...boldness is acting anyway, even though you understand the negative and the reality of your obstacle. Decide to tackle what stands in your way—not because you're a gambler defying the odds but because you've calculated them and boldly embraced the risk.

With persistence and flexibility, we'll act in the best interest of our goals. Action requires courage, not brashness—creative application and not brute force. Our movements and decisions define us: We must be sure to act with deliberation, boldness, and persistence.

Action is the solution and the cure to our predicaments.

We forget: In life, it doesn't matter what happens to you or where you came from. It matters what you do with what happens and what you've been given. And the only way you'll do something spectacular is by using it all to your advantage.

No one is coming to save you. And if we'd like to go where we claim we want to go—to accomplish what we claim are our goals—there is only one way. And that's to meet our problems with the right action.

Therefore, we can always (and only) greet our obstacles

  • with energy
  • with persistence
  • with a coherent and deliberate process
  • with iteration and resilience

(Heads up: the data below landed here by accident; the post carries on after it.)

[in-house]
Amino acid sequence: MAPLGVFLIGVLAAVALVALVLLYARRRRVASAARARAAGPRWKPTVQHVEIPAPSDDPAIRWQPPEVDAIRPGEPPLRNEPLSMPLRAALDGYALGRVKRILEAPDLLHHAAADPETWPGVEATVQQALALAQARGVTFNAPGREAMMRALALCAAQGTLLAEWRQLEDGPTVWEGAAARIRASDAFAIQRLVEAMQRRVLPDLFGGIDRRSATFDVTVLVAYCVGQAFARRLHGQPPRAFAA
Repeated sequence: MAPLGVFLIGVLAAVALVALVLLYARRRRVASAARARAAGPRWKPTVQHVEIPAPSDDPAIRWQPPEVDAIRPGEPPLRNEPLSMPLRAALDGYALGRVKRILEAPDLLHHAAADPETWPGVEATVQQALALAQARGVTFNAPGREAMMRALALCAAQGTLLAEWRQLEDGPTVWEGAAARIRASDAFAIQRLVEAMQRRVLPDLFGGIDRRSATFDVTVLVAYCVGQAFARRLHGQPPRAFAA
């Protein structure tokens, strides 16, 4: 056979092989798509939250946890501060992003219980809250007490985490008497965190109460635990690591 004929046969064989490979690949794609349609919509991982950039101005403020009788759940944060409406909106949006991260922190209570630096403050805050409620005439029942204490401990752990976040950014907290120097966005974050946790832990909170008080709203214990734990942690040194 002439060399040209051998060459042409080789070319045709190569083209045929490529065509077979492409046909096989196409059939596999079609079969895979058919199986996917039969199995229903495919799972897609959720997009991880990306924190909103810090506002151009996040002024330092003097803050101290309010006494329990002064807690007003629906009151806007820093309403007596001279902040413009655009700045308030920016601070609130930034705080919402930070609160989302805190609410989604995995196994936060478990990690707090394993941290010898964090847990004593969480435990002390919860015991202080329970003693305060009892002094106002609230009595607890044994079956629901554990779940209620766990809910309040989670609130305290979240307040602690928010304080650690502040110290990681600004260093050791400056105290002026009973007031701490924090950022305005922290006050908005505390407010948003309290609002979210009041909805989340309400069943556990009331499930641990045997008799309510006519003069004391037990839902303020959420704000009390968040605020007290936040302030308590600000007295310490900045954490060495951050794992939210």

• with pragmatism
  • with strategic vision
  • with craftiness and savvy
  • and an eye for opportunity and pivotal moments
We must all either wear out or rust our, every one of us. My choice is to wear out. — THEODORE ROOSEVELT

Life can be frustrating. Oftentimes we know what our problems are. We may even know what to do about them. But we fear that taking action is too risky, that we don't have the experience or that it's not how we pictured it or because it's too expensive, because it's too soon, because we think something better might come along, because it might not work.

And you know what happens as a result? Nothing. We do nothing.

Tell yourself: The time for that has passed. The wind is rising. The bell's been rung. Get started, get moving.

For some reason, these days we tend to downplay the importance of aggression, of taking risks, of barreling forward.

...when you're frustrated in pursuit of your own goals, don't sit there and complain that you don't have what you want or that this obstacle won't budge. If you haven't even tried yet, then of course you will still be in the exact same place. You haven't actually pursued anything.

If you want momentum, you'll have to create it yourself, right now, by getting up and getting started.